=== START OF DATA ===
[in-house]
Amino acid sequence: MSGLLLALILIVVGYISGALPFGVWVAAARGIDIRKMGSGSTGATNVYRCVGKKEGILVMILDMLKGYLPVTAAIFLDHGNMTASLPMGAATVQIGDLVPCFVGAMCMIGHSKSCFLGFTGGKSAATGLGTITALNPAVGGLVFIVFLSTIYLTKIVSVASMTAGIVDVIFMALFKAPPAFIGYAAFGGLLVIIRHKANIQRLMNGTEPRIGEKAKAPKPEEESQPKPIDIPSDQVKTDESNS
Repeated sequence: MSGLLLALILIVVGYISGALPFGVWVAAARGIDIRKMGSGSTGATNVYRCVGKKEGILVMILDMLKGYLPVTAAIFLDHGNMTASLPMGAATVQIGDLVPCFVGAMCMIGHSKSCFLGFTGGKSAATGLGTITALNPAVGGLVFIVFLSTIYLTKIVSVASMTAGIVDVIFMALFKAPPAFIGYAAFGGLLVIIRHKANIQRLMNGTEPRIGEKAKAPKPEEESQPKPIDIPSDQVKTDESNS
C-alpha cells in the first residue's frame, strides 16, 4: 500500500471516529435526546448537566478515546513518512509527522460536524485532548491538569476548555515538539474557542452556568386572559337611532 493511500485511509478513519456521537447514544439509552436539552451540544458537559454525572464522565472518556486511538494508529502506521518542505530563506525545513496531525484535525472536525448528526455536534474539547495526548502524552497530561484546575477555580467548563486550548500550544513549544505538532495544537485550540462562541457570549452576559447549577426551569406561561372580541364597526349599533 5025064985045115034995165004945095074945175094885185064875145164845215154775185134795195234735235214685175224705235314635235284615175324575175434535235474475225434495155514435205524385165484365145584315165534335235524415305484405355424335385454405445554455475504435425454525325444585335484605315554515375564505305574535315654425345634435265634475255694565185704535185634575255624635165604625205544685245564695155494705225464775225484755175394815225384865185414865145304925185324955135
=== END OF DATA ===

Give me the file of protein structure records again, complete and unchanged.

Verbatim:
[in-house]
Amino acid sequence: MSGLLLALILIVVGYISGALPFGVWVAAARGIDIRKMGSGSTGATNVYRCVGKKEGILVMILDMLKGYLPVTAAIFLDHGNMTASLPMGAATVQIGDLVPCFVGAMCMIGHSKSCFLGFTGGKSAATGLGTITALNPAVGGLVFIVFLSTIYLTKIVSVASMTAGIVDVIFMALFKAPPAFIGYAAFGGLLVIIRHKANIQRLMNGTEPRIGEKAKAPKPEEESQPKPIDIPSDQVKTDESNS
Repeated sequence: MSGLLLALILIVVGYISGALPFGVWVAAARGIDIRKMGSGSTGATNVYRCVGKKEGILVMILDMLKGYLPVTAAIFLDHGNMTASLPMGAATVQIGDLVPCFVGAMCMIGHSKSCFLGFTGGKSAATGLGTITALNPAVGGLVFIVFLSTIYLTKIVSVASMTAGIVDVIFMALFKAPPAFIGYAAFGGLLVIIRHKANIQRLMNGTEPRIGEKAKAPKPEEESQPKPIDIPSDQVKTDESNS
C-alpha cells in the first residue's frame, strides 16, 4: 500500500471516529435526546448537566478515546513518512509527522460536524485532548491538569476548555515538539474557542452556568386572559337611532 493511500485511509478513519456521537447514544439509552436539552451540544458537559454525572464522565472518556486511538494508529502506521518542505530563506525545513496531525484535525472536525448528526455536534474539547495526548502524552497530561484546575477555580467548563486550548500550544513549544505538532495544537485550540462562541457570549452576559447549577426551569406561561372580541364597526349599533 5025064985045115034995165004945095074945175094885185064875145164845215154775185134795195234735235214685175224705235314635235284615175324575175434535235474475225434495155514435205524385165484365145584315165534335235524415305484405355424335385454405445554455475504435425454525325444585335484605315554515375564505305574535315654425345634435265634475255694565185704535185634575255624635165604625205544685245564695155494705225464775225484755175394815225384865185414865145304925185324955135